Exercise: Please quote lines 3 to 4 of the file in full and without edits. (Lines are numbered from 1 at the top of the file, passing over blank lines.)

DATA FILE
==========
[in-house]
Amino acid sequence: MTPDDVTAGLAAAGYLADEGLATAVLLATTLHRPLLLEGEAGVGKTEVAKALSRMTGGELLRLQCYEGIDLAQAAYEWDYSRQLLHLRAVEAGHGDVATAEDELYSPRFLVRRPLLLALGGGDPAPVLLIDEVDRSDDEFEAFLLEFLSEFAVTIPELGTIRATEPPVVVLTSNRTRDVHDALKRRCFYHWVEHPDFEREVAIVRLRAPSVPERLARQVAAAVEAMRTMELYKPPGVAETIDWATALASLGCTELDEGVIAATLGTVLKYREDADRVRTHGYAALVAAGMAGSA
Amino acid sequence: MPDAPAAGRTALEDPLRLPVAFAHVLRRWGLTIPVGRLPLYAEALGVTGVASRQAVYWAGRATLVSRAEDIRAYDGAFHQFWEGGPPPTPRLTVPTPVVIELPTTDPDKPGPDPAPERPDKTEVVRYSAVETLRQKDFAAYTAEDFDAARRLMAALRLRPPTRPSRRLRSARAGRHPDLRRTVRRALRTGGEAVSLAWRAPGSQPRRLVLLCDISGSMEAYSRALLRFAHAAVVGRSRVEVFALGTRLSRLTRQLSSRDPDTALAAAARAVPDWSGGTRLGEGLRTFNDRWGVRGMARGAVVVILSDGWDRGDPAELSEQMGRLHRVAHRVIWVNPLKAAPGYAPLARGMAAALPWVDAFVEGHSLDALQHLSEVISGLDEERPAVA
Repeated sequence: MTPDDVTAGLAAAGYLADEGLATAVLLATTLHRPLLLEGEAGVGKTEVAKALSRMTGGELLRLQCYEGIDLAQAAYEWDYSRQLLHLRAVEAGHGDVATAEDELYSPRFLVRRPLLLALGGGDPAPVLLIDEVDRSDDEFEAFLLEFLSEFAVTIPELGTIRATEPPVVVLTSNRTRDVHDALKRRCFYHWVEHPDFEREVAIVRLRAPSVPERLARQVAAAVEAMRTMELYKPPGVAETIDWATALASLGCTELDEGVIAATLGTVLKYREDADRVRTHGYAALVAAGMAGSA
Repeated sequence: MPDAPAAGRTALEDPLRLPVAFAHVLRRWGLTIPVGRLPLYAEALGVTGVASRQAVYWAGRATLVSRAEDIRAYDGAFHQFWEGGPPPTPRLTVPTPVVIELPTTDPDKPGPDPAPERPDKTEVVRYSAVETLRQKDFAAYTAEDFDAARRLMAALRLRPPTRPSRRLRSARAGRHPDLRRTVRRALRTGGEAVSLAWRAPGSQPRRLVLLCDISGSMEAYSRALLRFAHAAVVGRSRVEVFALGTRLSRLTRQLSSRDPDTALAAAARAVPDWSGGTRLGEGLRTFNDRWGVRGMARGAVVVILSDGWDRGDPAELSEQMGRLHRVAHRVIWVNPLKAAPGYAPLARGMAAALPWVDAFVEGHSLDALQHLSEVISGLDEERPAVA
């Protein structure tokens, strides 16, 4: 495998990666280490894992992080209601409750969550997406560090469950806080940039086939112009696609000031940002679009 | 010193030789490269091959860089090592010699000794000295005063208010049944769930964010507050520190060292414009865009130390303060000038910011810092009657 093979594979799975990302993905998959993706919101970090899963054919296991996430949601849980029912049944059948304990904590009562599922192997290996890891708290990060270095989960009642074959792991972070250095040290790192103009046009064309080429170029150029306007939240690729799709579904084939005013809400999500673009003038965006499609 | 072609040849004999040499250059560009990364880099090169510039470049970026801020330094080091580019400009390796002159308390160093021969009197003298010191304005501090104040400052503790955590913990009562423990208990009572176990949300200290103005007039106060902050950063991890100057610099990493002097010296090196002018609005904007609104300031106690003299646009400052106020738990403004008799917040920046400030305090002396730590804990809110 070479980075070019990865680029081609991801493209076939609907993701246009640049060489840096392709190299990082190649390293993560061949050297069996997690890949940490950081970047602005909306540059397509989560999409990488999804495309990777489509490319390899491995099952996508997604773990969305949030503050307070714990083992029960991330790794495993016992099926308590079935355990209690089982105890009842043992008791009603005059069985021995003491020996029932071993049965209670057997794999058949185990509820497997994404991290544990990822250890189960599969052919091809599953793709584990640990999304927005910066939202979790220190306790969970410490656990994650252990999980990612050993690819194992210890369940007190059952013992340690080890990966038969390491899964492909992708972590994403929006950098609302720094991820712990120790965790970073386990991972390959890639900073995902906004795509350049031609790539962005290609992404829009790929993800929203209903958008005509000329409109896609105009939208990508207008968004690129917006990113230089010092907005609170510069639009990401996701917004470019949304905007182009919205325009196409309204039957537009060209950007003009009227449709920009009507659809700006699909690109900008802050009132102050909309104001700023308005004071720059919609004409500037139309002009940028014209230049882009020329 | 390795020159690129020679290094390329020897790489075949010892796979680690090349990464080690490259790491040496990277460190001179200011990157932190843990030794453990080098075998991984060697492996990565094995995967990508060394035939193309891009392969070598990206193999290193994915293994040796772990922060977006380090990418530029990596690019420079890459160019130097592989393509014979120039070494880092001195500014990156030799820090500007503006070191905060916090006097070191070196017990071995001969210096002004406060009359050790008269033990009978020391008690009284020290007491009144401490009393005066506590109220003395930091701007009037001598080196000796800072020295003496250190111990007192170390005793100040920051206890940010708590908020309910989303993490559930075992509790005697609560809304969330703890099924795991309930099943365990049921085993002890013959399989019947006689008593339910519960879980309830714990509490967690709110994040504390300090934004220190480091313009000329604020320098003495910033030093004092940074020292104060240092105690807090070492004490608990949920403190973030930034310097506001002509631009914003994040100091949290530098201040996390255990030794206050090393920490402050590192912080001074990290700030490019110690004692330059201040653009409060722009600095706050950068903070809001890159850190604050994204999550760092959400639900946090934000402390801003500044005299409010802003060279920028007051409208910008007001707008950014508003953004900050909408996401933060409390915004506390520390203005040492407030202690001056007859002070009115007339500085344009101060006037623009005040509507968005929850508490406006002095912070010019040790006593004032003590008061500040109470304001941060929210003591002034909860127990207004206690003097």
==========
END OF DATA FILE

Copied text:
Amino acid sequence: MPDAPAAGRTALEDPLRLPVAFAHVLRRWGLTIPVGRLPLYAEALGVTGVASRQAVYWAGRATLVSRAEDIRAYDGAFHQFWEGGPPPTPRLTVPTPVVIELPTTDPDKPGPDPAPERPDKTEVVRYSAVETLRQKDFAAYTAEDFDAARRLMAALRLRPPTRPSRRLRSARAGRHPDLRRTVRRALRTGGEAVSLAWRAPGSQPRRLVLLCDISGSMEAYSRALLRFAHAAVVGRSRVEVFALGTRLSRLTRQLSSRDPDTALAAAARAVPDWSGGTRLGEGLRTFNDRWGVRGMARGAVVVILSDGWDRGDPAELSEQMGRLHRVAHRVIWVNPLKAAPGYAPLARGMAAALPWVDAFVEGHSLDALQHLSEVISGLDEERPAVA
Repeated sequence: MTPDDVTAGLAAAGYLADEGLATAVLLATTLHRPLLLEGEAGVGKTEVAKALSRMTGGELLRLQCYEGIDLAQAAYEWDYSRQLLHLRAVEAGHGDVATAEDELYSPRFLVRRPLLLALGGGDPAPVLLIDEVDRSDDEFEAFLLEFLSEFAVTIPELGTIRATEPPVVVLTSNRTRDVHDALKRRCFYHWVEHPDFEREVAIVRLRAPSVPERLARQVAAAVEAMRTMELYKPPGVAETIDWATALASLGCTELDEGVIAATLGTVLKYREDADRVRTHGYAALVAAGMAGSA